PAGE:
Monday, May 21, 2012

Renovations and Revisions: The Writing life

My husband and I have been renovating a boat. The boat (named Pretty Lady by my father after my mother) was the last one my father built in the early 1980s while living in Ketchikan, Alaska. After my folks’ passing, we had the boat brought from Alaska to Idaho where it underwent mechanical repairs in Coeur d’Alene to get it into good working order again, and then had it delivered to our back yard last fall where we are renovating the interior and giving the Pretty Lady a face lift, of sorts.

Working on the boat over the past few days, I couldn’t help but think of the long hours my father had worked on the Pretty Lady when he originally constructed it. He had spent hours on end welding, sawing, hammering and bolting the boat together. And now, nearly 30 years later, I (along with my husband) am spending hours on end sanding and refinishing wood, pulling up old flooring, painting, and shining aluminum, to help bring it back to life.

As this renovation process progresses, I feel like I have been mimicking a small piece of my father’s life, following one of those preset patterns in which we sometimes find ourselves repeating things we have gleaned from our parents or others.

These patterns are learned, and we follow them in all areas of our lives. In our writing lives we get these patterns from other writers as we study and learn from those who have accumulated knowledge and experience. We mimic their styles as our own style develops. We look to them for guidance, techniques, and tips for improving our writing.

Our goal for the Pretty Lady is to have it seaworthy, comfortable, and aesthetically pleasing. This goal works as well for the books we write. 

Like the Pretty Lady, we need our stories to be structurally sound, mechanically correct and in good working order so that they are seaworthy when the day comes to launch them into the publishing world. We also want our books to be aesthetically pleasing. We want our book covers to garner the attention of readers; to entice them to open the front cover and begin reading. We want a comfortable interior layout that has an easy-to-read typeface with clear organization, adequate spacing and white space.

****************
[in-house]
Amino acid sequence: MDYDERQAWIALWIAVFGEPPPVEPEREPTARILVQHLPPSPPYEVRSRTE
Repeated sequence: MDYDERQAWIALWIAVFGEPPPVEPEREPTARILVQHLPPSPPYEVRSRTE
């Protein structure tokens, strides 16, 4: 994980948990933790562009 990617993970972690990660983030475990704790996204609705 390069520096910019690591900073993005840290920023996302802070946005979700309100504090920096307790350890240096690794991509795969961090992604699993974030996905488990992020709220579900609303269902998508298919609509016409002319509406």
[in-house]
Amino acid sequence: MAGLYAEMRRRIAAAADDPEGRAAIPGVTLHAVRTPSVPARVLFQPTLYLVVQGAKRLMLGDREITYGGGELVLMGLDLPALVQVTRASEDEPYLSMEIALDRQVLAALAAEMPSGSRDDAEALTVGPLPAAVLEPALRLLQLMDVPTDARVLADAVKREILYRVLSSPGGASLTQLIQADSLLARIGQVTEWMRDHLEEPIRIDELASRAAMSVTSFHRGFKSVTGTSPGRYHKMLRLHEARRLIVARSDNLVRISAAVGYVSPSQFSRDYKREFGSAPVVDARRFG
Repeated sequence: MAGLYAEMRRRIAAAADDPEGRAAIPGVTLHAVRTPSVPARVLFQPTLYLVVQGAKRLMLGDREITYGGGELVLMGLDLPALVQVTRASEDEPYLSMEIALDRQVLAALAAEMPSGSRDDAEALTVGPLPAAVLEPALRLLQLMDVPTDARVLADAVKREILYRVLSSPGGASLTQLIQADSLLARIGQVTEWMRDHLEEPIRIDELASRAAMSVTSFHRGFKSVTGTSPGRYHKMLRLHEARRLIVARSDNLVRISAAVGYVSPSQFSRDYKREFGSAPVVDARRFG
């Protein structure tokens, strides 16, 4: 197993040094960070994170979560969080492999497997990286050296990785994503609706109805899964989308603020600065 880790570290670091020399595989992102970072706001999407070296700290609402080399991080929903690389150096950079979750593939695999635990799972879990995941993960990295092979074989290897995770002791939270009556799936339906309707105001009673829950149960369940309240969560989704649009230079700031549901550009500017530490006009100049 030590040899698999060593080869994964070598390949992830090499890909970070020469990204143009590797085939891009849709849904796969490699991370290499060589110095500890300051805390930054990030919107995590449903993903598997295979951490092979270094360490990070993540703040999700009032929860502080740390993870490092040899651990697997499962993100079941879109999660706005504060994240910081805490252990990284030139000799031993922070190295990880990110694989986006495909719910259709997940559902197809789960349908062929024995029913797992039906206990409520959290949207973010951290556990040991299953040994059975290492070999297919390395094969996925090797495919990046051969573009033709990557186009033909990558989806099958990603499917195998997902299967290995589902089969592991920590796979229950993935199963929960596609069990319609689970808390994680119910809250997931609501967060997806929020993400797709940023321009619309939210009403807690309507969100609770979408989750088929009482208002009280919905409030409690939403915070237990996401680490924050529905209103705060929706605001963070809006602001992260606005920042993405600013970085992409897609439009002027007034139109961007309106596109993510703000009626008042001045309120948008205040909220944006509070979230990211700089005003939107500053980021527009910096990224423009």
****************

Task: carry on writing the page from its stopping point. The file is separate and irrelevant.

To do this, of course, takes hard work with thoughtful attention. We need to “renovate” our manuscripts again and again to make our stories as compelling as possible. We need to make sure every scene is complete, to cut what is not essential and to add what is essential. We need to revise our prose for the greatest impact on the reader. We want to fulfill our promise to our readers and to try to give them more than they expect.

There are a number of writing-related books that give us patterns for revising our manuscripts. Two I have on my shelf are Revision by David Michael Kaplan (Story Press, 1997), which is one of my favorites. Even though Revision may now be out of print, copies are still available through the Amazon marketplace.

Another book I found helpful was Manuscript Makeover (Perigee Trade, 2008) by Elizabeth Lyon, who goes into great depth about many aspects of the revision process.

A more recent publication is Crafting Novels & Short Stories (Writers Digest Books, 2012) by the Editors of Writers Digest.


Whether we self-publish or contract with a publisher, we want our manuscripts to be strong enough to weather the potential turbulence of the publishing world and have its best chance at drawing readers. And it is those who have come before us that give us that chance, whenever we are ready to climb aboard.

Bon Voyage!


elizabethbrinton said...

Thank you for the excellent tips regarding revision. I have had the great fortune to meet and work very briefly with Elizabeth Lyon who is just fantastic.
Good luck with the boat! I love the fact that you feel such a connection with your father and all the time and love he devoted to the craft. Do the things we touch hold a small part of our energy? That's what I wonder.

Nancy Owens Barnes said...

Interesting thought, Liz. Some summer day we Blogettes should anchor the Pretty Lady somewhere on Lake Pend Oreille, raise the Margarita Time flag, and discuss. :o)

Kathy Cooney Dobbs said...

Loved this blog ! Really enjoyed how you tied you & your father's experience with the Pretty Lady to the job of a writer... & especially appreciate this reminder when you wrote "we need our stories to be structurally sound, mechanically correct and in good working order so that they are seaworthy when the day comes to launch them into the publishing world"